Is it possible to send push notifications to a group of people. Example a restaurant / bar that specialised in wines and special beers. Could they send a PN to the Wine lovers and a separate PN to the Beer lovers?

  • Adam Jul 10, 2014 at 13:07 PM

    Is this feature up and running yet? If not, any idea of when?

  • brandon Sep 17, 2014 at 21:09 PM

    In order for this to work, you would need users to download “your” app.There is not possible way to alert “smartphone” users entering that specific location? Or is there?

    • Andrew, CEO at Bizness Apps Feb 19, 2016 at 14:02 PM

      Hey Brandon, yes in order for geo fencing to work the user would need to download the app. The main reason for that is the mobile app needs to create a location to enable geo fencing. This cannot be done without their permission and when they download the app, we ask for this permission. Hope this helps clarify things!

  • Paula Jan 15, 2016 at 04:01 AM

    Hi Andrew. I questioned the accuracy of geofencing to your support crew. I understood that the geofence needed to be at least 2 blocks around the business sending out the message, and you needed to be within that zone for approximately 60 seconds before the push note is received. Has this changed? can be now be more specific to the businesses physical location?
    Thanks

    • Jana Barrett Feb 09, 2016 at 16:02 PM

      Hey Paula,

      Good question. Geofence accuracy really depends on the device’s GPS, not so much the geofencing capabilities of the app. I’ll explain a bit more in depth…

      Apple and Google have large restraints on which applications can use GPS data, as it’s a large battery suck for devices. To access GPS on iOS devices, for example, we tap into the core location framework to pick up significant location changes. This means that when an iOS device updates its location, it should in turn send that new location to the app, then to our servers. So, if your device sends its new location to the app and that location falls within a geofenced area while the geofence is active, you should receive the message.

      However, there’s no way to get a location update to fire at a specific time—it’s sent at the discretion of the operating system and device, which are beyond the app’s control. Additionally, what Apple has programmed as a “significant change” is not public information. Some believe that driving in a car may prevent the device’s location from firing as often as walking, for example. When walking, the device’s gyroscope and accelerometers would notice a large amount of movement giving way to a smaller change in location. When driving, this motion would be drastically reduced, potentially preventing the location from updating.

      Long story short, the communication between GPS and app can’t be hacked enough to promise in-store responsiveness, since geofencing depends on your device covering a distance for which most business locations would be far too small. It’s best to use this feature more as a hook for users who are in the neighborhood.

      I hope this helps!

  • Stephanie Hall Feb 09, 2016 at 22:02 PM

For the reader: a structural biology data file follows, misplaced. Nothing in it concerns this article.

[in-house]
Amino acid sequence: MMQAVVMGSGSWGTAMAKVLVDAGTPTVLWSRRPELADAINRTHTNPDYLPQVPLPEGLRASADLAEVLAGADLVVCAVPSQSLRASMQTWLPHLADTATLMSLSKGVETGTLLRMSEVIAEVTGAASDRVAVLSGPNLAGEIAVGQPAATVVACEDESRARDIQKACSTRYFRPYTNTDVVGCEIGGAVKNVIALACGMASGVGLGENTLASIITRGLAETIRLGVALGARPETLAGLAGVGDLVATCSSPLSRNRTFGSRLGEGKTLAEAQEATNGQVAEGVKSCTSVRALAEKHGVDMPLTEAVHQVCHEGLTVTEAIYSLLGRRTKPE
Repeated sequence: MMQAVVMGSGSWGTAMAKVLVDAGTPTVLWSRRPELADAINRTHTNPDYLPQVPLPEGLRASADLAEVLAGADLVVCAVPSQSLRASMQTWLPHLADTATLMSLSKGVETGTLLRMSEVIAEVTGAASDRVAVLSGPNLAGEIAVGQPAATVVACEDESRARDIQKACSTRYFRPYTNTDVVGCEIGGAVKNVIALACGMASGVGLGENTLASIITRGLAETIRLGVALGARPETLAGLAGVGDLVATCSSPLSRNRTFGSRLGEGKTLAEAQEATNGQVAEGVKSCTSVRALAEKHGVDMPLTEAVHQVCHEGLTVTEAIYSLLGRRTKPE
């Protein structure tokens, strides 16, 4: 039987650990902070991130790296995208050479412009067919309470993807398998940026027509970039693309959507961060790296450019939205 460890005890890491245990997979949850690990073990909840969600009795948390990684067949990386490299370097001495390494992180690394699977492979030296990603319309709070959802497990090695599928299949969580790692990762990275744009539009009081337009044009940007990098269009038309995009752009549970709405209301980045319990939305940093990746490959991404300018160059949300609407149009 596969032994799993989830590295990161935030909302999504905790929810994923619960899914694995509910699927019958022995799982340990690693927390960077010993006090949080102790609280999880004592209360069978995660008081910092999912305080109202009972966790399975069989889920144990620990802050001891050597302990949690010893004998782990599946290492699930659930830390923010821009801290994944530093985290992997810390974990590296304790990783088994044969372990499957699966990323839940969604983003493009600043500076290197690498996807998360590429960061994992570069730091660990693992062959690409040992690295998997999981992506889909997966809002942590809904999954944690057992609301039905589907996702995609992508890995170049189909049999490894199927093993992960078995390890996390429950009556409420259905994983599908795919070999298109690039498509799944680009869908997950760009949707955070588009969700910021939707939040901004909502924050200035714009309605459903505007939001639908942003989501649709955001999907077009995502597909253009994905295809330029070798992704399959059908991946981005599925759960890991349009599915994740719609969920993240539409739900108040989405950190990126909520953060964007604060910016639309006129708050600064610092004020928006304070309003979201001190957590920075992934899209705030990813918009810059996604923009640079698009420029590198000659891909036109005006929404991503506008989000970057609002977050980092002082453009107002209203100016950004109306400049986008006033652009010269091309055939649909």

I can’t find any information of utilising non-app geofencing in business is it even possible?

    • Andrew Gazdecki Feb 13, 2017 at 22:02 PM

      Hey Stephanie, you don’t have to use geofencing in business apps, but it’s a really powerful way to send targeted messages to your users once they enter the geo-fenced area.

  • Amit sharma Nov 22, 2016 at 03:11 AM

    hi Andrew
    My name is Amit sharma …iam from india. first of all i congrats and Thanku you for wonderful information about Geofencing ….hi am intersted to buld mobile application with Geofencing Geofence pls i need your guidance and support…..how is possible i want start my own mobile app with this system…..pls guide me thanks and regards..
    Amit sharma
    919463900311

  • Dave Apr 19, 2017 at 05:04 AM

    So what if I don’t have an app or plan to build one? Is there still a way to utilize geo fencing?

    • Kimberly de Silva Apr 19, 2017 at 08:04 AM

      Hi Dave, geo push notifications are only possible through a mobile app, as they use the users mobile information to determine their location. This technology can only be leveraged through mobile.

  • Sylvia Apr 21, 2017 at 11:04 AM

    Hello,
    Am I able to target any one that has an app on their phone that was created through BiznessApps or does it have to be my app specifically?

    • Kimberly de Silva Apr 24, 2017 at 08:04 AM

      Hello Sylvia. You can only send push notifications and messages to people who have downloaded your app. People choose to receive your messages on their phone. I hope this helps!

  • Art Apr 23, 2017 at 10:04 AM

    Please explain how it appears on the smartphone. Does it come as a text message? Or is there a certain type of app the receiver must have on their phone to make getting the message possible? Either way, don’t many people, like me, consider this as intrusive as an unwanted telemarketer call?

    • Kimberly de Silva Apr 24, 2017 at 08:04 AM

      Hi Art, these messages (or push notifications as they are called) are sent to the user’s notification center. When they unlock their phone, it will be stored here and they will be able to read it. People can opt-in or opt-out of push notifications, so it is definitely not as intrusive as a telemarketer. If users choose to receive these notifications, it means they see value in the brand’s messages. And if they downloaded your app, it means they are already interested to a certain degree. I hope this helps!

  • sy Jun 21, 2017 at 21:06 PM

    what is the limitation size of setting a geofence?

    • Kimberly de Silva Jun 23, 2017 at 13:06 PM

      Hi, could you shoot an email into support@biznessapps.com? We are happy to answer all your questions:)